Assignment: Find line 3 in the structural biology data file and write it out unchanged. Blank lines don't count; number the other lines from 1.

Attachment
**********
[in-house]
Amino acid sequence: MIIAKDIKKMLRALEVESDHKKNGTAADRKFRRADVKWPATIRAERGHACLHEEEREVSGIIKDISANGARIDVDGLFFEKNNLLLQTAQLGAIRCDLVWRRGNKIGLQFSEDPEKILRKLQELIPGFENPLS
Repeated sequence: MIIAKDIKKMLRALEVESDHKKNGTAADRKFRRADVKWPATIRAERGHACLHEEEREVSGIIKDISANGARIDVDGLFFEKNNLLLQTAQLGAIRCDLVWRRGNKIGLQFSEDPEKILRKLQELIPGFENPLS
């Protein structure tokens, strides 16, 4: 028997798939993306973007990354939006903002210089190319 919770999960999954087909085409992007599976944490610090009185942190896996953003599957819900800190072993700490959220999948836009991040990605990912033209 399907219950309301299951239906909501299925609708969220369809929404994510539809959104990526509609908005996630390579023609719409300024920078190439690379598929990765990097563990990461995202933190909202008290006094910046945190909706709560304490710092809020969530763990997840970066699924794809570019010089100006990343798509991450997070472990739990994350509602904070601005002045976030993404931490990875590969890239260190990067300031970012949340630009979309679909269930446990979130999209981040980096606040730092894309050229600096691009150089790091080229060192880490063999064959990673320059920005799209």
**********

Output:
Repeated sequence: MIIAKDIKKMLRALEVESDHKKNGTAADRKFRRADVKWPATIRAERGHACLHEEEREVSGIIKDISANGARIDVDGLFFEKNNLLLQTAQLGAIRCDLVWRRGNKIGLQFSEDPEKILRKLQELIPGFENPLS